“The biggest obstacle for me was time. As our film was the first co-production between Italy and Australia; it took a painstakingly long time for the project to be realized. Keeping the passion and determination alive during this long gestation period was challenging. It meant a lot of personal sacrifice and patience, especially when things seemed impossible. Then the actual shoot was crazily fast — of course!
“For me, the key to breaking through the obstacles was a mix of persistence, faith and a very strong support network. Whenever we got a no, we’d turn around and look for a yes elsewhere. This pushed us to create a strong support network of people that became like family. They gave us the financial and emotional support to keep going. You have to ultimately believe deeply in your film and its necessity to be born, so that nothing and no one will stand in your way.
“I’d love to direct a TV series created by women for women. Something stylish and sophisticated with deeply drawn, dynamic female characters that dares to speak about the unspoken and connects to women across the world. Ideally set in Europe — I’m a little addicted to Italy after making my first film there! I’d also love to do a big budget, futuristic film that deals with climate change in a revealing and hopeful way.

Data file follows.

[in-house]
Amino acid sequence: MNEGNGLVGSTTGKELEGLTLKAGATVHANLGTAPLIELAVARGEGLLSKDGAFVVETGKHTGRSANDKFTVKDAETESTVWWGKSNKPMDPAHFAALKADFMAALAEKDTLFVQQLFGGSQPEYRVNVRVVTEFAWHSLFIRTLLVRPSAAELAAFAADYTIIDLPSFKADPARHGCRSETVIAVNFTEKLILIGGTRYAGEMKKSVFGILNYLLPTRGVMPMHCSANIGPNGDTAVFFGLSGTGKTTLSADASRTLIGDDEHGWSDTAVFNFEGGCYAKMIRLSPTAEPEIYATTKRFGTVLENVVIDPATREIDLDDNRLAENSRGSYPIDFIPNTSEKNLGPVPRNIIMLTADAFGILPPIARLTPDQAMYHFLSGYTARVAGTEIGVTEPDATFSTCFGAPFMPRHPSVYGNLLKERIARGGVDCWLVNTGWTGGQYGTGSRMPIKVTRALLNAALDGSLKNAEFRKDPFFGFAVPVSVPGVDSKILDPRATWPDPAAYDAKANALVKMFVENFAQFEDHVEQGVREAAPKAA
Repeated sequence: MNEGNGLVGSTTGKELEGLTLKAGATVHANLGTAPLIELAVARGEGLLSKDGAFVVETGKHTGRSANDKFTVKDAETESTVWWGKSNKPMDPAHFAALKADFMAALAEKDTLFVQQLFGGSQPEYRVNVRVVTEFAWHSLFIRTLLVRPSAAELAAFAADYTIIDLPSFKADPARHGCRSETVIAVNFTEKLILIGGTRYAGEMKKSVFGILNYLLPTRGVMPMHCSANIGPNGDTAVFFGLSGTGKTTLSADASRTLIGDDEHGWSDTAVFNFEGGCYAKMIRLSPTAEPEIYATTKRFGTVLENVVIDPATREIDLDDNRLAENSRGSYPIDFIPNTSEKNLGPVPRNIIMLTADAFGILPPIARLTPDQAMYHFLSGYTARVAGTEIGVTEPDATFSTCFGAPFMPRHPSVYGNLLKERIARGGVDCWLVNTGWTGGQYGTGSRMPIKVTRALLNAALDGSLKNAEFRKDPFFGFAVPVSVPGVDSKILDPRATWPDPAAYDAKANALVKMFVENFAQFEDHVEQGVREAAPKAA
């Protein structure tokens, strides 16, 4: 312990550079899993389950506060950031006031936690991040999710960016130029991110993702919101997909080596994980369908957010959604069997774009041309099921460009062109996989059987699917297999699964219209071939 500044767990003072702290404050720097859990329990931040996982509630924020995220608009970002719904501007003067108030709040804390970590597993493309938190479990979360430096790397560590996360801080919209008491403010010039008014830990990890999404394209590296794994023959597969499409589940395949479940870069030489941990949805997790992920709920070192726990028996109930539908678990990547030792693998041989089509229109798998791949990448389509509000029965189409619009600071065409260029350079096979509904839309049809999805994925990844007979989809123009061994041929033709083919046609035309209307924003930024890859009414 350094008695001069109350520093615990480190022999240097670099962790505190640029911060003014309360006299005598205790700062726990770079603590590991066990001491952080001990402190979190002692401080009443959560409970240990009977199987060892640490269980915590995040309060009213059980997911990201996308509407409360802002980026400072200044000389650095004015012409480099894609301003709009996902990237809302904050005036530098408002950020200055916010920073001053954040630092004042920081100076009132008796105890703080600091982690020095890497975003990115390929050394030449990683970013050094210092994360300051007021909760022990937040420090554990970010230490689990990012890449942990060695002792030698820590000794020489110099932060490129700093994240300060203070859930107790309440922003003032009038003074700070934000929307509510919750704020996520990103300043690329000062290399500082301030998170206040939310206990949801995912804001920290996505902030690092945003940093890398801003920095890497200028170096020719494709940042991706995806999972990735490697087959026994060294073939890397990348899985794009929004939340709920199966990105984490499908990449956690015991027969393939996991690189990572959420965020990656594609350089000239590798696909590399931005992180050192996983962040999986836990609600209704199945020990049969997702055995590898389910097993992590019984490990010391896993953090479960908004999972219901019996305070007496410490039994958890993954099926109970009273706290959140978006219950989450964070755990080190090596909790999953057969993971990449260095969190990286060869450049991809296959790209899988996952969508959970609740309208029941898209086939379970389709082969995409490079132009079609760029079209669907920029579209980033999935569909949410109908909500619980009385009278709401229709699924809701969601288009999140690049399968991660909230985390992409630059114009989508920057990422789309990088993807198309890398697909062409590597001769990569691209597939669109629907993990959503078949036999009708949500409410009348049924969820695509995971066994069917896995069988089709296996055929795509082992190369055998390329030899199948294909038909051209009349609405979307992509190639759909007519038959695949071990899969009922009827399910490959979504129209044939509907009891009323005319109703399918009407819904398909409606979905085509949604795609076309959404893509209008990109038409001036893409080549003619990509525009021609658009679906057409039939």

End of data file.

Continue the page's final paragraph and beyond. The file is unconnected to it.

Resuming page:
“Federico Fellini [is a filmmaking hero]. He managed to touch the truth in such profound and imaginative ways with brilliant satire and iconic characters. The less realistic his films were, somehow the more truthful they became.
“It’s definitely not easy being a woman director in Australia. We are still a minority and when you combine being a woman director with being a first-time director, it’s almost impossible to get a shot.
“Australia has a long way to go in achieving equality — for women and for emerging filmmakers. We need to be braver, take more risks and see woman directors as artists to be nurtured and celebrated. Ultimately there needs to be a paradigm shift across all levels of the industry — from funding to distribution, where new talent and female voices are awarded opportunities, not labels.”